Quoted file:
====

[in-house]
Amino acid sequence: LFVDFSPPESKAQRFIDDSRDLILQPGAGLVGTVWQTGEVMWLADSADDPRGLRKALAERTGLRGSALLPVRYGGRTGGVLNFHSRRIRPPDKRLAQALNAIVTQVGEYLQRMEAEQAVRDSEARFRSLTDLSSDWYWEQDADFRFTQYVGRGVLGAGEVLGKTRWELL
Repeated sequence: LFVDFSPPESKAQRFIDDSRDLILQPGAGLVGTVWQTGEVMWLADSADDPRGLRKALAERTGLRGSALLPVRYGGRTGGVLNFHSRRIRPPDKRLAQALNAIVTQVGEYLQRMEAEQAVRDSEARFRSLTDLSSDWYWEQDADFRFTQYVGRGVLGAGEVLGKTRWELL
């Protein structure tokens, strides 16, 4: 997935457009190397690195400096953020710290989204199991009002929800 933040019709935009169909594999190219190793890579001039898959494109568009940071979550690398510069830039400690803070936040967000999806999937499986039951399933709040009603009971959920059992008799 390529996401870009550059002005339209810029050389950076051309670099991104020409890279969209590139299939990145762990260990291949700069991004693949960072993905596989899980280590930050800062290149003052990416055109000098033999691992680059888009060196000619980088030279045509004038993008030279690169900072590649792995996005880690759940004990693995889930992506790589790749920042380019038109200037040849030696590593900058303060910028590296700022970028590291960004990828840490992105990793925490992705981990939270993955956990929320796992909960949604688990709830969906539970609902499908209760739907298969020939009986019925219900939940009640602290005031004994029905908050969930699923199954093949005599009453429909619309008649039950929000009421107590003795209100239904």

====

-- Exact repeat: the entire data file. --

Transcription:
[in-house]
Amino acid sequence: LFVDFSPPESKAQRFIDDSRDLILQPGAGLVGTVWQTGEVMWLADSADDPRGLRKALAERTGLRGSALLPVRYGGRTGGVLNFHSRRIRPPDKRLAQALNAIVTQVGEYLQRMEAEQAVRDSEARFRSLTDLSSDWYWEQDADFRFTQYVGRGVLGAGEVLGKTRWELL
Repeated sequence: LFVDFSPPESKAQRFIDDSRDLILQPGAGLVGTVWQTGEVMWLADSADDPRGLRKALAERTGLRGSALLPVRYGGRTGGVLNFHSRRIRPPDKRLAQALNAIVTQVGEYLQRMEAEQAVRDSEARFRSLTDLSSDWYWEQDADFRFTQYVGRGVLGAGEVLGKTRWELL
């Protein structure tokens, strides 16, 4: 997935457009190397690195400096953020710290989204199991009002929800 933040019709935009169909594999190219190793890579001039898959494109568009940071979550690398510069830039400690803070936040967000999806999937499986039951399933709040009603009971959920059992008799 390529996401870009550059002005339209810029050389950076051309670099991104020409890279969209590139299939990145762990260990291949700069991004693949960072993905596989899980280590930050800062290149003052990416055109000098033999691992680059888009060196000619980088030279045509004038993008030279690169900072590649792995996005880690759940004990693995889930992506790589790749920042380019038109200037040849030696590593900058303060910028590296700022970028590291960004990828840490992105990793925490992705981990939270993955956990929320796992909960949604688990709830969906539970609902499908209760739907298969020939009986019925219900939940009640602290005031004994029905908050969930699923199954093949005599009453429909619309008649039950929000009421107590003795209100239904």